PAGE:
On this day in history – in the year 1840 and in the 4th year of her reign – Queen Victoria married Prince Albert.
Between two conventions that are many miles apart, and on the night before the official release of her first hardcover novel with Tor Books, Leanna Renee Hieber still managed to Tweet about this blog. I’ve read The Eterna Files and, with the Nerdy Duo, was able to produce the official book trailer for the book. I’ve even done some fan art, though I did get a detail wrong. The badge should say, “Special Branch” and not “Metropolitan Police”.
All of these experiences are special to me and I recommend the first one to you today.
Ms. Hieber has crafted a suspenseful tale about magic and mysticism that does not cross the line into the horror genre. There are too many stories in the world that don’t navigate away from that dividing line. The author expertly avoids losing control of the story she needs to tell.
While I cannot say that Ms. Hieber is the reincarnation of Sir Arthur Conan Doyle, because I do not believe that’s the case, I am fairsure that whomever she was during the Victorian era – she would have been attending the same symposia on Spiritualism as that kindred author.
Buying the book – and today – is strongly encouraged. Ms. Hieber’s professionalism and true love of her craft is a significant part of why I feel encouraged to the same in my own work. Liking her Author page is also adjured because developments there are announced with the deliberation of Sir Doyle’s most famous creation. Both the book and the Like are truly worth your time.
In preparing to write a novel about more than a few characters who can see the future, it’s been essential to read about the past.
The Seer in Ancient Greece by Michael Attyah Flower, University of California Press, 2009
Michael Attyah Flower has presented a very thorough description of a predominantly obsolete profession – that of seer. Using a wide range of sources from the period of Classical Greece, Mr. Flower weaves a remarkably complete tapestry of the career of those who told the future. There are, as one might suppose, a number of Greek terms throughout the book but the author keeps them clear for the reader.
The details of the craft of the seer, the expectations of potential clients, and the societal climate in which the seer sought employment are all provided in a chiefly coherent manner. A later chapter describes the seer’s role in warfare. The author does not neglect the women who chose this profession, either.
The amount of research that went into this book is obvious and respectable. Where there is scant data, Mr. Flower is honest about speculation. He did not permit the work to wander into hypothesis without at least one historical source to serve as a foundation.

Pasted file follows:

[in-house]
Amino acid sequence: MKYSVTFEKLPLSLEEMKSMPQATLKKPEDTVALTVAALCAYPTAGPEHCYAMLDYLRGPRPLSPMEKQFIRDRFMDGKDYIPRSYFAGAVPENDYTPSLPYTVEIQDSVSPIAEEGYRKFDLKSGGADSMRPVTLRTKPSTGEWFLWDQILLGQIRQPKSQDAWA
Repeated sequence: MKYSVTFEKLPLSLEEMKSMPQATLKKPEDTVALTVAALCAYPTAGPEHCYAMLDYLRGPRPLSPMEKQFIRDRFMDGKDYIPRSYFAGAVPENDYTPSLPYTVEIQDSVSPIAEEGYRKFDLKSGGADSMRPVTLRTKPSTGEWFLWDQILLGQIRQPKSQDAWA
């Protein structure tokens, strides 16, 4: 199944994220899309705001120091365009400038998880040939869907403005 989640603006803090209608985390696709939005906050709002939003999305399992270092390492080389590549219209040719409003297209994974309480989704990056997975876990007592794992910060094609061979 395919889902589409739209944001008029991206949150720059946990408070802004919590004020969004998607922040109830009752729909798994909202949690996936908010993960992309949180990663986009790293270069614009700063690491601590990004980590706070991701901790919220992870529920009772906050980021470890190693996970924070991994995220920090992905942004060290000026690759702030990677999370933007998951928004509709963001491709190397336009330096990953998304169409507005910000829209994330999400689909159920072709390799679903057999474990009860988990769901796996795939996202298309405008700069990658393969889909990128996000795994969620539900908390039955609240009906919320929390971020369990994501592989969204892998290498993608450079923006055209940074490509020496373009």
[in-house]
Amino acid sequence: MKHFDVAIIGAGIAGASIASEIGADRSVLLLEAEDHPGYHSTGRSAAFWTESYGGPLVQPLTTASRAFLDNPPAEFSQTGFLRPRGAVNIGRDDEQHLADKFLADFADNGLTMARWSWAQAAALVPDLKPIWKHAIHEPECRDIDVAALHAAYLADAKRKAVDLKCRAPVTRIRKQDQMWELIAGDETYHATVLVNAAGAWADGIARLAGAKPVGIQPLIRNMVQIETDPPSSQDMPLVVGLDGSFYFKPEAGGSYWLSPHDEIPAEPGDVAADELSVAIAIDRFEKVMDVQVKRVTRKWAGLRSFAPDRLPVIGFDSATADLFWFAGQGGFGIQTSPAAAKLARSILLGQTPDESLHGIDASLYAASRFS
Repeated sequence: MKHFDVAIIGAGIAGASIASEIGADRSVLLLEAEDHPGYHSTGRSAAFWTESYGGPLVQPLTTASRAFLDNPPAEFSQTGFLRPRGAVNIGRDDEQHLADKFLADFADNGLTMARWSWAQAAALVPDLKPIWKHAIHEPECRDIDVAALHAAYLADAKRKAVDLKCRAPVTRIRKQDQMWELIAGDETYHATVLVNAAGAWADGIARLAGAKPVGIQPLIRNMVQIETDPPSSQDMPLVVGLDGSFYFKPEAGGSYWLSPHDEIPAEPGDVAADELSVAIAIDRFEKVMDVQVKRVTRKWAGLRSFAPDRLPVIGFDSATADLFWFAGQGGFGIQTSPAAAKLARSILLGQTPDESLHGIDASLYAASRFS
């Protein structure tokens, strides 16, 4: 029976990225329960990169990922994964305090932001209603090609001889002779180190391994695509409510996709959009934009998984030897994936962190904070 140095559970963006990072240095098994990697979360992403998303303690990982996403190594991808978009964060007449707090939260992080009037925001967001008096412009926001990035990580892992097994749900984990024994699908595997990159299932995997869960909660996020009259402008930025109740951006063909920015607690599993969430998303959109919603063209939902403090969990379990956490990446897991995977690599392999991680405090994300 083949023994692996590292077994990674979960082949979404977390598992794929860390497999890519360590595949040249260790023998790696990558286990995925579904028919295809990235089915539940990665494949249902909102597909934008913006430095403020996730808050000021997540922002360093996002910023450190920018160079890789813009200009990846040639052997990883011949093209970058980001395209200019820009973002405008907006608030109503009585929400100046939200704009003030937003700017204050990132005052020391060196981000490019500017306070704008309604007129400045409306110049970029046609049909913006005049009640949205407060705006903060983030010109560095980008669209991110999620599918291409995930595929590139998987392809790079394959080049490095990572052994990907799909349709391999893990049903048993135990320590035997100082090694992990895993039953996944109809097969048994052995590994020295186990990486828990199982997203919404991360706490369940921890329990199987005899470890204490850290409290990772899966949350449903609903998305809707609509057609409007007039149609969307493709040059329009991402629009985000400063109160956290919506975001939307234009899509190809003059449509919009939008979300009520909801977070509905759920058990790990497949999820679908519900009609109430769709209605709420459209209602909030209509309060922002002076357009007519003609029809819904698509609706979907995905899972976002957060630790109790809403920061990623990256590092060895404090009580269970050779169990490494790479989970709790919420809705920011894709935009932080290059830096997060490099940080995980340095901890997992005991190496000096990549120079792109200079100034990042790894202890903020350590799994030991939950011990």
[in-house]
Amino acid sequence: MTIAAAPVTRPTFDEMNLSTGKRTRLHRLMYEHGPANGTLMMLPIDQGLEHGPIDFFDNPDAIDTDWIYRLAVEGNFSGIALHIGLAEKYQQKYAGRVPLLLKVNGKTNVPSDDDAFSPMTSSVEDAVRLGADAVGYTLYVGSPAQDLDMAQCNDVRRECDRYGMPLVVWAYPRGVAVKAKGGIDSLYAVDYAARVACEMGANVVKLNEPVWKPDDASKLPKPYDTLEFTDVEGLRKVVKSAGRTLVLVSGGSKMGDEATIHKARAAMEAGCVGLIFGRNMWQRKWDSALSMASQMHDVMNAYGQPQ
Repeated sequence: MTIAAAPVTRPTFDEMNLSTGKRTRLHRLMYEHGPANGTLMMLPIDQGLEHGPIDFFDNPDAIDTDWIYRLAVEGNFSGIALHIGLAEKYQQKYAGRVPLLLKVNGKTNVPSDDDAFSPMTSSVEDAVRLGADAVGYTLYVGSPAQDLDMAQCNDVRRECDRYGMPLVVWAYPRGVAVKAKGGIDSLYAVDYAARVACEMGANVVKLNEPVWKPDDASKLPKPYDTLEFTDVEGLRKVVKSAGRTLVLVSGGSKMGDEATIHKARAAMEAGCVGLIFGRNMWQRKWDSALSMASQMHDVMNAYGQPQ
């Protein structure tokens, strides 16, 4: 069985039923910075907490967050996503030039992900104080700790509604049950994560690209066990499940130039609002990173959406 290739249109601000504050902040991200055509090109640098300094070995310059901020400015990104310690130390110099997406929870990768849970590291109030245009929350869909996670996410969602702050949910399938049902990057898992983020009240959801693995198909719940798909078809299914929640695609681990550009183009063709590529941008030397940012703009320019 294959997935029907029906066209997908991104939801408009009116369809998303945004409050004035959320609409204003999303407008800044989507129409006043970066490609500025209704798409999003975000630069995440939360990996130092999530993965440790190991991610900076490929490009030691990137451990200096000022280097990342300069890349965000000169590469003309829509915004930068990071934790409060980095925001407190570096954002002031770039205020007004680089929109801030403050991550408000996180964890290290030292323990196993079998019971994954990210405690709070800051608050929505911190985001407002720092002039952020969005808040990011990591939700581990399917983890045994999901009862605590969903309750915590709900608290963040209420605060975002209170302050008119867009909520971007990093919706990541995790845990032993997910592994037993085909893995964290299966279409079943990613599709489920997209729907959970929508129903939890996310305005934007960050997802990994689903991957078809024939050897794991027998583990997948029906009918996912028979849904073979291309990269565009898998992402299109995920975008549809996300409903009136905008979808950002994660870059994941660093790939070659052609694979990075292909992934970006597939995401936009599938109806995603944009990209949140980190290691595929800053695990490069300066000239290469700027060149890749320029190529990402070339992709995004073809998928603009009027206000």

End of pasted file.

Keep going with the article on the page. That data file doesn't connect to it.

This is not a book about the seers of mythology, such as Teiresias or Melampus, although they are mentioned to make several points about seers in general. The author even takes the time to differentiate between seers and comparable professions, such as priest and magician. After reading The Seer in Ancient Greece, it is easy to imagine how they must have lived and conducted their business. A list of fees and charges is not included nor are precise rituals described.
The timeline chosen the research is before the era I’ve chosen for A Song Heard in the Future. Nonetheless, it is going to prove to be a strong resource for the novel.
After Bulfinch’s Mythology and Mythology by Edith Hamilton, there have been four stand out books while researching my novel about Teiresias.
- The Seer in Ancient Greece by Michael Attyah Flower
- Forms of Astonishment: Greek Myths of Metamorphosis by Richard Buxton
- Magic in the Ancient Greek World by Derek Collins
- Thebes in the Fifth Century: Heracles Resurgent by Nancy H. Demand
Perhaps more importantly, I have so far interviewed about a dozen good folk who have different experiences than my own regarding philosophy, religion, life and living.
For purposes of the story, I have been assuming Teiresias would have lived about 2750 to 3000 years ago. I decided that he was born two generations after Deucalion’s Deluge. Though it’s largely the same story, the date doesn’t quite match what James Ussher calculated as the time of Noah’s Flood – 4359 years ago.
Mythological stories still resonate with us for at least two reasons:
- They are reinterpreted by each generation according to the Zeitgeist and
- Regardless of how long it may have been since the Flood, the deity, and the survivors – the myths tell us that – in some important ways – no one’s life experience now is very different from that of the people who heard those tales first.
It probably won’t be long before there’s a trend analysis app that helps us anticipate aspects of the future. I predict it won’t be called Teiresias.